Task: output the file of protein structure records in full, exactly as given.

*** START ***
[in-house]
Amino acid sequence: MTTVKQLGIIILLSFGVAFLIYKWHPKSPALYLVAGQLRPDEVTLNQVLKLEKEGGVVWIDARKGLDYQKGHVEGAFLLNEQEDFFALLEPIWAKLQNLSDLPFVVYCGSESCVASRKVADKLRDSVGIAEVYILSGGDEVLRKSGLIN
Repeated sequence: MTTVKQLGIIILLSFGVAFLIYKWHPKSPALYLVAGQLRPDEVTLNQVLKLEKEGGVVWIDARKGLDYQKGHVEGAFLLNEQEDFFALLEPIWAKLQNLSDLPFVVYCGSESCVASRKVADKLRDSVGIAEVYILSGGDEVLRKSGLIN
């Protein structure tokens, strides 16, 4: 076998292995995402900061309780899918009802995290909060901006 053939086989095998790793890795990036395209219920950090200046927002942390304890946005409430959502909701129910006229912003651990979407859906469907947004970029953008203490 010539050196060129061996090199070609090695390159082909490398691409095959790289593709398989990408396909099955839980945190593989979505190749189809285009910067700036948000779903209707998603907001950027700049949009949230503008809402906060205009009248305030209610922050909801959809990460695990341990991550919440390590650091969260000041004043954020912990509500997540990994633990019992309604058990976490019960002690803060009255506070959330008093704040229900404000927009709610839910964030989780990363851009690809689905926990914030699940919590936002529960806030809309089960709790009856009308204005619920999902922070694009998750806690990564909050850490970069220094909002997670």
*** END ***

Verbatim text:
[in-house]
Amino acid sequence: MTTVKQLGIIILLSFGVAFLIYKWHPKSPALYLVAGQLRPDEVTLNQVLKLEKEGGVVWIDARKGLDYQKGHVEGAFLLNEQEDFFALLEPIWAKLQNLSDLPFVVYCGSESCVASRKVADKLRDSVGIAEVYILSGGDEVLRKSGLIN
Repeated sequence: MTTVKQLGIIILLSFGVAFLIYKWHPKSPALYLVAGQLRPDEVTLNQVLKLEKEGGVVWIDARKGLDYQKGHVEGAFLLNEQEDFFALLEPIWAKLQNLSDLPFVVYCGSESCVASRKVADKLRDSVGIAEVYILSGGDEVLRKSGLIN
């Protein structure tokens, strides 16, 4: 076998292995995402900061309780899918009802995290909060901006 053939086989095998790793890795990036395209219920950090200046927002942390304890946005409430959502909701129910006229912003651990979407859906469907947004970029953008203490 010539050196060129061996090199070609090695390159082909490398691409095959790289593709398989990408396909099955839980945190593989979505190749189809285009910067700036948000779903209707998603907001950027700049949009949230503008809402906060205009009248305030209610922050909801959809990460695990341990991550919440390590650091969260000041004043954020912990509500997540990994633990019992309604058990976490019960002690803060009255506070959330008093704040229900404000927009709610839910964030989780990363851009690809689905926990914030699940919590936002529960806030809309089960709790009856009308204005619920999902922070694009998750806690990564909050850490970069220094909002997670």